- The Fabulous Senorita (1952) - Delaney
- Jet Job (1952) - Oscar Collins
- Denver and Rio Grande (1952) - Sloan
- Bal Tabarin (1952) - Eddie Mendies
- Diplomatic Courier (1952) - Cherney (uncredited)
- We're Not Married! (1952) - Atty. Gen. Frank Bush (uncredited)
- The WAC from Walla Walla (1952) - General (uncredited)
- Horizons West (1952) - Frank Tarleton
- The Steel Trap (1952) - Valcourt, Travel Agent
- The Marksman (1953) - Lt. Governor Watson
- Scared Stiff (1953) - Police Lieutenant (uncredited)
- Julius Caesar (1953) - Metellus Cimber
- Hannah Lee (1953) - Sheriff
- The Last Posse (1953) - Frank White
- Devil's Canyon (1953) - Joe Holbert (uncredited)
- I, the Jury (1953) - Milt Miller
- Donovan's Brain (1953) - Donovan's Washington Advisor
- Sea of Lost Ships (1953) - Rear Admiral
- Lucky Me (1954) - Thayer Crony (uncredited)
- The Mad Magician (1954) - Inspector (uncredited)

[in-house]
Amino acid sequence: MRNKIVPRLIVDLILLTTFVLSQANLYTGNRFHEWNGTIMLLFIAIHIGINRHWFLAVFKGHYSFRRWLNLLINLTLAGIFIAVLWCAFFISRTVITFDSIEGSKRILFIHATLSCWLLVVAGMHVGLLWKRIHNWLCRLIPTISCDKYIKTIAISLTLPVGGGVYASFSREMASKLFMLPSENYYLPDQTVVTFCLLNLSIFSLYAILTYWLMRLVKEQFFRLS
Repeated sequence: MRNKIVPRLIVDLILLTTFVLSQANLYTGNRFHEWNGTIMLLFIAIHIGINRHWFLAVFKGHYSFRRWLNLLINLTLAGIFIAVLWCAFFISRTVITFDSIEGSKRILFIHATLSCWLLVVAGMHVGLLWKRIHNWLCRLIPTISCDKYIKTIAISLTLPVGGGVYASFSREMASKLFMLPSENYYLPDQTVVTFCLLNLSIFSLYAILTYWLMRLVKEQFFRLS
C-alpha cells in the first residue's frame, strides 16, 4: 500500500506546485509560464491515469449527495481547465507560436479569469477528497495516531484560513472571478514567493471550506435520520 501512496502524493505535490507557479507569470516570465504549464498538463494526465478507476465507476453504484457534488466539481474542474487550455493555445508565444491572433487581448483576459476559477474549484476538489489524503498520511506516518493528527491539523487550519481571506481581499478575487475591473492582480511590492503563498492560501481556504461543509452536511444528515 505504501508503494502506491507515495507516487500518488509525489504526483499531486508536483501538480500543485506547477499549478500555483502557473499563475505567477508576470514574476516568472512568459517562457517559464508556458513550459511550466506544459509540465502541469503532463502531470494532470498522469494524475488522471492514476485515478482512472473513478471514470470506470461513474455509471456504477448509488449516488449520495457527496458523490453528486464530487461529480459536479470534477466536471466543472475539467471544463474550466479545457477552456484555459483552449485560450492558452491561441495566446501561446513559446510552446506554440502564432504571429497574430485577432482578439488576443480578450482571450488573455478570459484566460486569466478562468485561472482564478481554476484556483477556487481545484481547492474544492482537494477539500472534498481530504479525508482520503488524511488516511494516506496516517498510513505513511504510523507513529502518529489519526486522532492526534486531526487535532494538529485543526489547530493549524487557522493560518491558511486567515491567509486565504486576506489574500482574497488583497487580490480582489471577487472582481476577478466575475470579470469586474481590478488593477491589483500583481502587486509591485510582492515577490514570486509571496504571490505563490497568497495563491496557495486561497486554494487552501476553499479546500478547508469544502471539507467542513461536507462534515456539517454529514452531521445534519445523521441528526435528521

- The Americano (1955) - Jim Rogers
- Ten Wanted Men (1955) - Henry Green
- New York Confidential (1955) - District Attorney Rossi
- The Eternal Sea (1955) - General (uncredited)
- Double Jeopardy (1955) - Harry Sheldon
- The Go-Getter (1956) - Miller's Business Partner
- "She Marries Tom Powers, the Actor, in Philadelphia". The New York Times. September 8, 1929. Retrieved 2015-10-23.
- "In the Spotlight". The Theatre. XXV: 18. January 1917. Retrieved 2015-10-24.
- "Tom Powers Dies; Stage, Film Actor". The New York Times. November 10, 1955. Retrieved 2015-10-23.
- Digital Collections, The New York Public Library. "Judith Anderson, Ruth Gordon, Gertrude Musgrove, Tom Powers and Katherine Cornell in the stage production Three Sisters (1942)". The New York Public Library, Astor, Lennox, and Tilden Foundation. Retrieved 2015-11-11.
- "Tom Powers' Life Studies". RadioGOLDINdex. Retrieved 2015-11-04.
- Behind the Mike. Internet Archive. February 23, 1941. Event occurs at 22:17. Retrieved 2015-11-04.
- Powers, Tom (1939). Life Studies. New York: Samuel French, Inc. OCLC 1024181.
- Powers, Tom (1940). More Life Studies. New York: Samuel French, Inc. OCLC 2910404.
- Powers, Tom (1945). Virgin with Butterflies. Indianapolis: Bobbs-Merrill Company. OCLC 1422543.
- Powers, Tom (1946). Sheba on Trampled Grass. Indianapolis: Bobbs-Merrill Company. OCLC 4300358.